The comparisons made in rephotographic projects between old photographs and new photographs work as an apt metaphor for the digital revolution that photography has undergone within the past 20 years or so. In James Elkins’s What Photography Is the author compares two photos of the same scene, one from 1872 and one from 1979: “…at last it dawns on me, that nothing is the same.” Elkins is speaking of Mark Klett’s Rephotographic Survey Project, where Klett seeks out some of the first images of the American landscape and tries to recreate the photographs a century later. Elkins has selected two images of the same rocky cliffs and ridge lines to compare from this project: one from Timothy O’Sullivan in 1872 and the other from Mark Klett in 1979. After staring at these images and enlarging the details, Elkins comes to the conclusion that what appears to be so similar at first, completely falls apart with the smallest amount of heightened scrutiny. The photographs show the viewer the same thing, but the photographs also include signs of difference; loose rocks have found new positions, the ridge line has slightly eroded over the past century, and plants have grown or changed locations. Occasionally, Elkins will find something similar between the photographs, but he ultimately decides that “nothing is the same.” Similarly, while photography on the digital screen may seem the same (the same subject at the very least) there is something inherently different about viewing photography on a screen versus looking at a print in a gallery or holding an image of a loved one in your hands. Regardless if the photo is a wallet-sized print with bent corners and faded colors or a fine art silver gelatin print preserved to the utmost archival standards, on the screen there are certain qualities of the photograph that are sure to be lost.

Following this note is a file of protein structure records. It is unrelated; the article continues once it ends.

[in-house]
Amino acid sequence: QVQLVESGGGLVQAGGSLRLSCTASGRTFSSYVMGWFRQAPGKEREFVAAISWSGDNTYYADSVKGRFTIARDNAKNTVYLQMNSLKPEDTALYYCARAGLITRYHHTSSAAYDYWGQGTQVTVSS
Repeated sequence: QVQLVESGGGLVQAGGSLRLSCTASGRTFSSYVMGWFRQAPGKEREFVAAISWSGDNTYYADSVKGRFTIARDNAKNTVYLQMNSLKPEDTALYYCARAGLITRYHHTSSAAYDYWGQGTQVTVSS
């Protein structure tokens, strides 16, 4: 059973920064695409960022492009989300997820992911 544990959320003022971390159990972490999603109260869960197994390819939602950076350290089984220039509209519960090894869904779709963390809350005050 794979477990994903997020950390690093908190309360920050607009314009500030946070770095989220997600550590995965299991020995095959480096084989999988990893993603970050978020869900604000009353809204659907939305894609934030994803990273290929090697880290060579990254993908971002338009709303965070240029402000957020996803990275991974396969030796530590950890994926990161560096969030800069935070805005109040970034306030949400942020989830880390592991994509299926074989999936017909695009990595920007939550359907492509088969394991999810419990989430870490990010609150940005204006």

Divorcing the print from photography could have disastrous effects for how we conceive of photography. For example, without the print, we are left with thinking that what is displayed on our computer or mobile device is the true representation of the photograph. This leads to false impressions of the photograph; color, brightness, scale and other idiosyncrasies that the photographer may intend are lost when digital screens subsume the print. The photographer has no control over how their images will look from screen to screen, even if they spend hours tweaking the images in Photoshop. In the end, each display will take on its own tint, hue, saturation, etc. Think about when you go to a friend’s house and look at their TV; people may look green or red, clarity may be different depending on the quality and age of the TV, or it may take on a different aspect ratio. Now imagine this happening a million times over. Compare the image on an old CRT computer screen to an Iphone or to the most advanced HDTV. Without the print, the photograph is an ethereal idea of what something might look like. Only the print solidifies the photographer’s intentions; only the print locks in and preserves what that image will be like into the future.